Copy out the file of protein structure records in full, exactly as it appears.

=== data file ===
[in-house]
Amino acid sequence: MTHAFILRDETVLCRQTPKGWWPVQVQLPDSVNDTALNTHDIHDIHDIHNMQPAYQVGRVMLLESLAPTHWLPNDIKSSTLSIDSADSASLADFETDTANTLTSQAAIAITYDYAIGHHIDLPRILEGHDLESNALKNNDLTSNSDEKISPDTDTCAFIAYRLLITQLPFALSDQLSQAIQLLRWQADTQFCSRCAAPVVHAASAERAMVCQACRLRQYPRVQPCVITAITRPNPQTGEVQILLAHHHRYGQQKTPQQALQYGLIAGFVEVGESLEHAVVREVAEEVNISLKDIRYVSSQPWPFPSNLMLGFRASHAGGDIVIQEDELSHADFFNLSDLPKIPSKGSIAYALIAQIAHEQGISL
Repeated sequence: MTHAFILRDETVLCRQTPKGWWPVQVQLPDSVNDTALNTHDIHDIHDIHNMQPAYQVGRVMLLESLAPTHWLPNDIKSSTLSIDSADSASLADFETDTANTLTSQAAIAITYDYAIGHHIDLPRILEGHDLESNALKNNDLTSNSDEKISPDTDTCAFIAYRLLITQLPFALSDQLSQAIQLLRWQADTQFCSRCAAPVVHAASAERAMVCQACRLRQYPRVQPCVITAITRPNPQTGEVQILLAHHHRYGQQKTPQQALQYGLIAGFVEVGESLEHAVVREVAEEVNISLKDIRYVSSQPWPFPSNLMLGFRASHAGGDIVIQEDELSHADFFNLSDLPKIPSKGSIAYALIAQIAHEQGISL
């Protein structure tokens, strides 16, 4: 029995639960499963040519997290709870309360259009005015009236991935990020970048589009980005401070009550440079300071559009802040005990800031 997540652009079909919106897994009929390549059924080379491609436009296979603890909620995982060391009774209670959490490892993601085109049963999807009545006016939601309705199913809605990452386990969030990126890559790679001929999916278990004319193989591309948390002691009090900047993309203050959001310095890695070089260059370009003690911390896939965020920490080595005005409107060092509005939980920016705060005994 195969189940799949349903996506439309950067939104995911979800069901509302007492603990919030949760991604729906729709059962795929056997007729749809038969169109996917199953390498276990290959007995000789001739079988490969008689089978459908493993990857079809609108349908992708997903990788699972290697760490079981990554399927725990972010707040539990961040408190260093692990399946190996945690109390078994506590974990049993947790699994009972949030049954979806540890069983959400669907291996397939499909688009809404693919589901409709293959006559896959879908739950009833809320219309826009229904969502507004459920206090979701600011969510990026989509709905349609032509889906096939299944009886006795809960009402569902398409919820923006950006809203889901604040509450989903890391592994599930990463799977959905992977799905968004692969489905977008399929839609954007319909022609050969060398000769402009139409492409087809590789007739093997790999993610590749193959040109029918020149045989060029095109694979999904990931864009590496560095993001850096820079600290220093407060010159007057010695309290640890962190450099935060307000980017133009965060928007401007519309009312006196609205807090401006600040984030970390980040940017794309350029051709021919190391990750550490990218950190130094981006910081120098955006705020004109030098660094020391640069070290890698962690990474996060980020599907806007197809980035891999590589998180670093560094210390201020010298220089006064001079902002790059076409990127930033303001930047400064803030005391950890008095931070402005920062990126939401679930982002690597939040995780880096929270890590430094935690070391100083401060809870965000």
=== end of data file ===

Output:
[in-house]
Amino acid sequence: MTHAFILRDETVLCRQTPKGWWPVQVQLPDSVNDTALNTHDIHDIHDIHNMQPAYQVGRVMLLESLAPTHWLPNDIKSSTLSIDSADSASLADFETDTANTLTSQAAIAITYDYAIGHHIDLPRILEGHDLESNALKNNDLTSNSDEKISPDTDTCAFIAYRLLITQLPFALSDQLSQAIQLLRWQADTQFCSRCAAPVVHAASAERAMVCQACRLRQYPRVQPCVITAITRPNPQTGEVQILLAHHHRYGQQKTPQQALQYGLIAGFVEVGESLEHAVVREVAEEVNISLKDIRYVSSQPWPFPSNLMLGFRASHAGGDIVIQEDELSHADFFNLSDLPKIPSKGSIAYALIAQIAHEQGISL
Repeated sequence: MTHAFILRDETVLCRQTPKGWWPVQVQLPDSVNDTALNTHDIHDIHDIHNMQPAYQVGRVMLLESLAPTHWLPNDIKSSTLSIDSADSASLADFETDTANTLTSQAAIAITYDYAIGHHIDLPRILEGHDLESNALKNNDLTSNSDEKISPDTDTCAFIAYRLLITQLPFALSDQLSQAIQLLRWQADTQFCSRCAAPVVHAASAERAMVCQACRLRQYPRVQPCVITAITRPNPQTGEVQILLAHHHRYGQQKTPQQALQYGLIAGFVEVGESLEHAVVREVAEEVNISLKDIRYVSSQPWPFPSNLMLGFRASHAGGDIVIQEDELSHADFFNLSDLPKIPSKGSIAYALIAQIAHEQGISL
């Protein structure tokens, strides 16, 4: 029995639960499963040519997290709870309360259009005015009236991935990020970048589009980005401070009550440079300071559009802040005990800031 997540652009079909919106897994009929390549059924080379491609436009296979603890909620995982060391009774209670959490490892993601085109049963999807009545006016939601309705199913809605990452386990969030990126890559790679001929999916278990004319193989591309948390002691009090900047993309203050959001310095890695070089260059370009003690911390896939965020920490080595005005409107060092509005939980920016705060005994 195969189940799949349903996506439309950067939104995911979800069901509302007492603990919030949760991604729906729709059962795929056997007729749809038969169109996917199953390498276990290959007995000789001739079988490969008689089978459908493993990857079809609108349908992708997903990788699972290697760490079981990554399927725990972010707040539990961040408190260093692990399946190996945690109390078994506590974990049993947790699994009972949030049954979806540890069983959400669907291996397939499909688009809404693919589901409709293959006559896959879908739950009833809320219309826009229904969502507004459920206090979701600011969510990026989509709905349609032509889906096939299944009886006795809960009402569902398409919820923006950006809203889901604040509450989903890391592994599930990463799977959905992977799905968004692969489905977008399929839609954007319909022609050969060398000769402009139409492409087809590789007739093997790999993610590749193959040109029918020149045989060029095109694979999904990931864009590496560095993001850096820079600290220093407060010159007057010695309290640890962190450099935060307000980017133009965060928007401007519309009312006196609205807090401006600040984030970390980040940017794309350029051709021919190391990750550490990218950190130094981006910081120098955006705020004109030098660094020391640069070290890698962690990474996060980020599907806007197809980035891999590589998180670093560094210390201020010298220089006064001079902002790059076409990127930033303001930047400064803030005391950890008095931070402005920062990126939401679930982002690597939040995780880096929270890590430094935690070391100083401060809870965000």